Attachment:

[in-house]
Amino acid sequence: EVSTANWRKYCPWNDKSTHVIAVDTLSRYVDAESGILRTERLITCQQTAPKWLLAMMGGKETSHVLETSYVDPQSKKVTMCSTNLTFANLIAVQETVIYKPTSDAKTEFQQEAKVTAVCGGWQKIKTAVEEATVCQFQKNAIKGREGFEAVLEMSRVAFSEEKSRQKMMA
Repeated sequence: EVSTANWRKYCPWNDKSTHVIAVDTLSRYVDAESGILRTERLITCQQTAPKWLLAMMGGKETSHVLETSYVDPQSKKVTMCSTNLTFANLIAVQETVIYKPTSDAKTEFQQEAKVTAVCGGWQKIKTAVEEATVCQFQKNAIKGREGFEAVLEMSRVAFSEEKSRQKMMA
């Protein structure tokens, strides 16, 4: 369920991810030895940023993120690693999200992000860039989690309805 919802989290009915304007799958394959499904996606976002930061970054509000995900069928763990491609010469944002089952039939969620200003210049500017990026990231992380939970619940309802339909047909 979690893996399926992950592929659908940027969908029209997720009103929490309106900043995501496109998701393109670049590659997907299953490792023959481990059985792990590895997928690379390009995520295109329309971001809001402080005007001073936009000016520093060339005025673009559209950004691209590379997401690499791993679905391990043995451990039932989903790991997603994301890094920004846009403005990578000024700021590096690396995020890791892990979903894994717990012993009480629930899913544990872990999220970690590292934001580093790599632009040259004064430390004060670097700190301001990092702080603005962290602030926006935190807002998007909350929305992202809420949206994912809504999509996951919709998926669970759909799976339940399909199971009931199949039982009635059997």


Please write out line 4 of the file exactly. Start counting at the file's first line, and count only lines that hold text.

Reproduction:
């Protein structure tokens, strides 16, 4: 369920991810030895940023993120690693999200992000860039989690309805 919802989290009915304007799958394959499904996606976002930061970054509000995900069928763990491609010469944002089952039939969620200003210049500017990026990231992380939970619940309802339909047909 979690893996399926992950592929659908940027969908029209997720009103929490309106900043995501496109998701393109670049590659997907299953490792023959481990059985792990590895997928690379390009995520295109329309971001809001402080005007001073936009000016520093060339005025673009559209950004691209590379997401690499791993679905391990043995451990039932989903790991997603994301890094920004846009403005990578000024700021590096690396995020890791892990979903894994717990012993009480629930899913544990872990999220970690590292934001580093790599632009040259004064430390004060670097700190301001990092702080603005962290602030926006935190807002998007909350929305992202809420949206994912809504999509996951919709998926669970759909799976339940399909199971009931199949039982009635059997």